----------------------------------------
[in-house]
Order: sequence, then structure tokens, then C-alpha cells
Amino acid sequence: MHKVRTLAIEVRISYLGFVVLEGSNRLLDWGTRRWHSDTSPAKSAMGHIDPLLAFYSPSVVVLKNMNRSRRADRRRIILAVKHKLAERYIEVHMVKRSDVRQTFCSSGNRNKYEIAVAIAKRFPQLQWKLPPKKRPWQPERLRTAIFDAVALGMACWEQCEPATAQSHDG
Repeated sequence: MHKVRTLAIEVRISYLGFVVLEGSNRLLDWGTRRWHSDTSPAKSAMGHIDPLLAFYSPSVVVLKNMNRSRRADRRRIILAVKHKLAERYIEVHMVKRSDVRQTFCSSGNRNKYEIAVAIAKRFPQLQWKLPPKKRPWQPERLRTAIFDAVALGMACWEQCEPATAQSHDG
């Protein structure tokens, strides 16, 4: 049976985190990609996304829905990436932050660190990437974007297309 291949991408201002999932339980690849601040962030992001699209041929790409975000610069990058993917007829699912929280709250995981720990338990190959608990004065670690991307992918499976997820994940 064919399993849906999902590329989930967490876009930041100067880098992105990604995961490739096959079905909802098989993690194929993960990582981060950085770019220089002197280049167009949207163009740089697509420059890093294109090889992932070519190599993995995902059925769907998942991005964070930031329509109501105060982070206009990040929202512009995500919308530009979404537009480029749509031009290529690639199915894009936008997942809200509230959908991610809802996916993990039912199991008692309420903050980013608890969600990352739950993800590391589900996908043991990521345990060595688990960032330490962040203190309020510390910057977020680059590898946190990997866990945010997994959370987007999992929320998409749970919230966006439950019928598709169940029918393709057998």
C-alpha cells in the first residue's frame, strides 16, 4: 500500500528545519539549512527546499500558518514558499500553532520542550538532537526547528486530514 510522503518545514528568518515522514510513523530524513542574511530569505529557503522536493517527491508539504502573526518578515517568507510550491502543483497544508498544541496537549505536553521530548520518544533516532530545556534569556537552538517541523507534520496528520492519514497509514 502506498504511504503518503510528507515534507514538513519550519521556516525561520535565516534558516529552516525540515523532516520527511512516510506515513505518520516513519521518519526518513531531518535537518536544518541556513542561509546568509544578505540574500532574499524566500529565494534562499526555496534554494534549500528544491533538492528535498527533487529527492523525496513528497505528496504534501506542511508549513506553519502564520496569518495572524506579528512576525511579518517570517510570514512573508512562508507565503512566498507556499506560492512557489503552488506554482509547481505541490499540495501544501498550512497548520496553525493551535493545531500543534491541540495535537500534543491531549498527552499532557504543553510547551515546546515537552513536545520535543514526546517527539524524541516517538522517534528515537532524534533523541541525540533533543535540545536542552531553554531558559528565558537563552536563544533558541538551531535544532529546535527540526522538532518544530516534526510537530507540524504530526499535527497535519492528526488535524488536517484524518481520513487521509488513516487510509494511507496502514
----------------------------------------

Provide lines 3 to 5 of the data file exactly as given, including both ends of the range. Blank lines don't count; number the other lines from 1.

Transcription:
Amino acid sequence: MHKVRTLAIEVRISYLGFVVLEGSNRLLDWGTRRWHSDTSPAKSAMGHIDPLLAFYSPSVVVLKNMNRSRRADRRRIILAVKHKLAERYIEVHMVKRSDVRQTFCSSGNRNKYEIAVAIAKRFPQLQWKLPPKKRPWQPERLRTAIFDAVALGMACWEQCEPATAQSHDG
Repeated sequence: MHKVRTLAIEVRISYLGFVVLEGSNRLLDWGTRRWHSDTSPAKSAMGHIDPLLAFYSPSVVVLKNMNRSRRADRRRIILAVKHKLAERYIEVHMVKRSDVRQTFCSSGNRNKYEIAVAIAKRFPQLQWKLPPKKRPWQPERLRTAIFDAVALGMACWEQCEPATAQSHDG
């Protein structure tokens, strides 16, 4: 049976985190990609996304829905990436932050660190990437974007297309 291949991408201002999932339980690849601040962030992001699209041929790409975000610069990058993917007829699912929280709250995981720990338990190959608990004065670690991307992918499976997820994940 064919399993849906999902590329989930967490876009930041100067880098992105990604995961490739096959079905909802098989993690194929993960990582981060950085770019220089002197280049167009949207163009740089697509420059890093294109090889992932070519190599993995995902059925769907998942991005964070930031329509109501105060982070206009990040929202512009995500919308530009979404537009480029749509031009290529690639199915894009936008997942809200509230959908991610809802996916993990039912199991008692309420903050980013608890969600990352739950993800590391589900996908043991990521345990060595688990960032330490962040203190309020510390910057977020680059590898946190990997866990945010997994959370987007999992929320998409749970919230966006439950019928598709169940029918393709057998």